There are also more targeted ways to make money with account credentials, including leveraging sensitive data against an individual person or organization to extort a ransom. These are just some of the ways attackers can leverage cracked account credentials to make money.
Account access can also often be leveraged for other types of attacks which may not be directly related. One noteworthy example is when Mat Honan had several of his personal accounts hijacked, and a lot of his personal data destroyed, all because someone wanted his rare three-letter twitter handle for vanity reasons. The story is well worth taking the time to read to get an idea of how subtly the details of how we implement authentication systems can impact peoples' lives in ways that are hard to anticipate.
Another interesting and eye-opening example is the story of how China used individual peoples' browsers to take down Github to defend government censorship. This attack didn't leverage stolen account credentials, but you could imagine a possible version of this attack that would work that way instead of using traffic interception, and my point is to illustrate that there are even broad geopolitical motives for attacks against individual web users' accounts.
There are, of course, plenty of more personal motives for breaking into accounts, also. I won't attempt to enumerate all the possible or likely scenarios.
Entropy in passwords is critical to security
Most methods of password cracking involve some form of systematic guessing, ...
...often taking advantage of knowledge about what kinds of passwords are more likely to be chosen than others to optimize the guessing process.
The main factor that protects a given credential against these types of attacks is entropy, or how much randomness or unpredictability was factored into its creation.
A long and purely random string has a lot of entropy and could require astronomical computational energy to eventually crack.
Unfortunately for passwords, people are surprisingly predictable at making up strings that should be hard to guess.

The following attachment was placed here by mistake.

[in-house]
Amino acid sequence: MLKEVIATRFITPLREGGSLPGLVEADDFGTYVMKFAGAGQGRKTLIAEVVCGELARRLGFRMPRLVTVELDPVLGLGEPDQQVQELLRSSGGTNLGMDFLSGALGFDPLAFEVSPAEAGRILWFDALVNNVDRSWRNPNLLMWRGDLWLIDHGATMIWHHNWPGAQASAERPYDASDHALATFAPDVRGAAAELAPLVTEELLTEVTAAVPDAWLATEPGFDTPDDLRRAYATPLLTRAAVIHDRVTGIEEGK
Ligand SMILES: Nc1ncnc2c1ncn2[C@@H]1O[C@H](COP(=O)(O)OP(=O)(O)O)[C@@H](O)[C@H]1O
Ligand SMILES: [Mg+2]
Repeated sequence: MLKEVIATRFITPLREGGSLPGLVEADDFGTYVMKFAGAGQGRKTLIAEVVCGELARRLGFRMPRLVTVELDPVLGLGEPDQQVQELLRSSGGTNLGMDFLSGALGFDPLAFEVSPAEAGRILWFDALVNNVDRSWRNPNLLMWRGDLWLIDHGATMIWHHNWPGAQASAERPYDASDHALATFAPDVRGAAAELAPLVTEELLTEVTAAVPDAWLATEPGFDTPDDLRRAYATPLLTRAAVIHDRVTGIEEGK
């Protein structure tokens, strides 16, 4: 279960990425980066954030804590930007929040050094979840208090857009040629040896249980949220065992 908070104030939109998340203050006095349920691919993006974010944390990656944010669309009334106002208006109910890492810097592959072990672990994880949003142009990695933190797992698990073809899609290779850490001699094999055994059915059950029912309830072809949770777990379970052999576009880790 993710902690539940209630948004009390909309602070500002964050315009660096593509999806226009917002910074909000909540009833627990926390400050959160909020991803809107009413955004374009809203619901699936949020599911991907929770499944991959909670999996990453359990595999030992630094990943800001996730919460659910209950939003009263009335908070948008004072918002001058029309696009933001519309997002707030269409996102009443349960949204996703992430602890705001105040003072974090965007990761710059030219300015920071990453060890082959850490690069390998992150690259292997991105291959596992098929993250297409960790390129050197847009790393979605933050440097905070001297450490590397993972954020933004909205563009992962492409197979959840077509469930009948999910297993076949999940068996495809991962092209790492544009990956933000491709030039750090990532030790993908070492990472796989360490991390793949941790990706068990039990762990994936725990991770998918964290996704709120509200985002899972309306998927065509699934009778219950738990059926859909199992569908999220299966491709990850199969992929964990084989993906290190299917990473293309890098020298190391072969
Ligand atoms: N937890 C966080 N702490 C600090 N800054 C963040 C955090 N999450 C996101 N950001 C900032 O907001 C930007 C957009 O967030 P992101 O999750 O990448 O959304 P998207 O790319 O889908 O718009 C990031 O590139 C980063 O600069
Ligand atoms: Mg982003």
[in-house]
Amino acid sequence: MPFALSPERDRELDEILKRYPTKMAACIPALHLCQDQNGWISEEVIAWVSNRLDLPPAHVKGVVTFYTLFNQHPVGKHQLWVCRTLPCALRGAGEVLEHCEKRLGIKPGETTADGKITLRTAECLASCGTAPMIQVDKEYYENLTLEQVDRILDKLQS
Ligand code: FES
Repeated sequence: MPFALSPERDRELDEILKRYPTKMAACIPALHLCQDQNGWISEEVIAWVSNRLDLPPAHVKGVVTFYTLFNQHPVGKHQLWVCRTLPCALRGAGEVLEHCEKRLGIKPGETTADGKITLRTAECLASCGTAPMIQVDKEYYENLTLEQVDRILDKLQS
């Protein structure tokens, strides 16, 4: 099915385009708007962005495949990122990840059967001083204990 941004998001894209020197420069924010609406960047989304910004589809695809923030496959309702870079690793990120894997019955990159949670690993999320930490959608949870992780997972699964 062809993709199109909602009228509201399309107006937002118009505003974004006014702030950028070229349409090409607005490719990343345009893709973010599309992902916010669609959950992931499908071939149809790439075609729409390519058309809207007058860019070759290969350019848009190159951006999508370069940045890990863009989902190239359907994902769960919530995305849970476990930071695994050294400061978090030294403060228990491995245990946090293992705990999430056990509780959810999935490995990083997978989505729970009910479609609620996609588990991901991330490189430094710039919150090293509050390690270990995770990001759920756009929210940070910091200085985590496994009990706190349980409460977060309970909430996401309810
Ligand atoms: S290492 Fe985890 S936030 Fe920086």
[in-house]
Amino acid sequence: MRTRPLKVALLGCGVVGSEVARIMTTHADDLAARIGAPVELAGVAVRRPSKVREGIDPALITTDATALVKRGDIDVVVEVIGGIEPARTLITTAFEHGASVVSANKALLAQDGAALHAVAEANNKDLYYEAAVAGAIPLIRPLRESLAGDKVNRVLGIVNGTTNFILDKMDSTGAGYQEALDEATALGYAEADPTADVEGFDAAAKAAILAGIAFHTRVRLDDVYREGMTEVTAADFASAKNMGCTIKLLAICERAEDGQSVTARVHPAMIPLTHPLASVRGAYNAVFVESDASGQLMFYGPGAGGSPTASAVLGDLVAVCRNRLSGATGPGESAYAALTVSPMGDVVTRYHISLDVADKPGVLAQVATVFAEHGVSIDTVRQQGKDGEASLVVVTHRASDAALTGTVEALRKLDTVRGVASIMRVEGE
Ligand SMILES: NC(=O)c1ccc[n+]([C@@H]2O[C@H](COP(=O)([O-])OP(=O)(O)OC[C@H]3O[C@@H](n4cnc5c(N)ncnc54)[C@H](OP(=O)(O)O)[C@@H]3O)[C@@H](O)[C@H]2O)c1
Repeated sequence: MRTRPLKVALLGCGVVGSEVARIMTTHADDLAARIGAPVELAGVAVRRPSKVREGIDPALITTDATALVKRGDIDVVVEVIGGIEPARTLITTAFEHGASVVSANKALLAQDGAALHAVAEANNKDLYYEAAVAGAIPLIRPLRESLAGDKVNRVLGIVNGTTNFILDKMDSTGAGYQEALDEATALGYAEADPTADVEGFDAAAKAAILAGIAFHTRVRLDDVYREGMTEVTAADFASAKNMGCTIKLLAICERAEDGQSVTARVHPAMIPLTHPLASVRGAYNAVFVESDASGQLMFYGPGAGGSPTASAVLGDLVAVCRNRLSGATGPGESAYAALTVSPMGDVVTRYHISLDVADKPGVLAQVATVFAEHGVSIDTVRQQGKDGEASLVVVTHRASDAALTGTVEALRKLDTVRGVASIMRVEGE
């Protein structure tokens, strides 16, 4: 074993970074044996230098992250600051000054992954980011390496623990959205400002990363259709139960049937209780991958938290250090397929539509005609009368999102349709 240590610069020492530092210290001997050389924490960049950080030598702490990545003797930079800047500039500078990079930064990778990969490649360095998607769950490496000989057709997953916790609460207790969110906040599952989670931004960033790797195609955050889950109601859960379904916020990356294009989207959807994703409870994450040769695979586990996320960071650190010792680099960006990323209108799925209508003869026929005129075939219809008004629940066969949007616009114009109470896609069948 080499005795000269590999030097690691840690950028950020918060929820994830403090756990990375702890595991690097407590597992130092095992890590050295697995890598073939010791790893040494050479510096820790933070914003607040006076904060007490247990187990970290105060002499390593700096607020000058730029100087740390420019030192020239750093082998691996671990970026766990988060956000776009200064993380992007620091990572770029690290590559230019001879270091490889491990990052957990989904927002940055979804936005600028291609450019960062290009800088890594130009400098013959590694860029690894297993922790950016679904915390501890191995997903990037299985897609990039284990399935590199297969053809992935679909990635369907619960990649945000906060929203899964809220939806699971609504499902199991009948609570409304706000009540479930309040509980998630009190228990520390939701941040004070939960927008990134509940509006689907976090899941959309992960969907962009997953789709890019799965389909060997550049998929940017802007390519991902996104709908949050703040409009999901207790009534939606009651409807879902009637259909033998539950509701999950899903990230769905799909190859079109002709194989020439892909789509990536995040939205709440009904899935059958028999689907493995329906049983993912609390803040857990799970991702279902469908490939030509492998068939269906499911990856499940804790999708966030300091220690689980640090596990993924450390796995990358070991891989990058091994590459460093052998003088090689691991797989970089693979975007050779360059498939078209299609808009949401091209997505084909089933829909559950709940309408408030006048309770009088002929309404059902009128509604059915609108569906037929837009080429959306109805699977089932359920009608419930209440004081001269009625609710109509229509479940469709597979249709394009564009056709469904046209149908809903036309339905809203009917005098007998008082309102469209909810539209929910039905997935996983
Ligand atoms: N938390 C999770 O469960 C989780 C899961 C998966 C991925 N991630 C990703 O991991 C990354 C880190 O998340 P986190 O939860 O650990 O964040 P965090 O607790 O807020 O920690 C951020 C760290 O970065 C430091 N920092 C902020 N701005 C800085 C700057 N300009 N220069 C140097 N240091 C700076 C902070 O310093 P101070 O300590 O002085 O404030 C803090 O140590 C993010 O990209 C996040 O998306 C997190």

From favorite "random" words, to supposedly obscure media references, to substitution patterns like replacing letters with numbers of similar shape or using structured geometric patterns on a standard keyboard layout, even when we try to come up with clever tricks to make our password more unguessable, we are very strongly biased towards methods that are easy enough to remember, ...
...and there just aren't enough variations of those to resist a modern password cracking system that can check trillions of guesses per second. I'm talking about a high end consumer PC here, not even industrial scale nation-state funded server farms.
Conclusions and recommendations
Hopefully now you'll better understand the importance of strong passwords and authentication security in general, even in places where we may be tempted to think it's not that important. Next episode we'll talk about some recommendations for how to keep our apps safe and help our users to do the same.
Further reading recommendations
- HOW APPLE AND AMAZON SECURITY FLAWS LED TO MY EPIC HACKING
- DDoS attacks that crippled GitHub linked to Great Firewall of China.
- OWASP Top 10 Project
- NIST SP 800-63-3 Digital Identity Guidelines, specifically section B
- Verizon Data Breach Investigations Report(DBIR)
- Buffer App / MongoHQ Data Breach 2013
- RubyTapas Episode #530: Two Factor Authentication
- Troy Hunt's have i been pwned?
- Troy Hunt's Pwned Passwords list
- Lastpass is the password manager I recommend for most people
- Randomly generated passphrases can provide a better trade-off between total password strength and memorability. I strongly recommend following the EFF guide, using their carefully designed wordlists and a minimum of 6 words to use this technique securely. Use more words for more security. For reference, here's the original Diceware method of generating memorable secure passwords.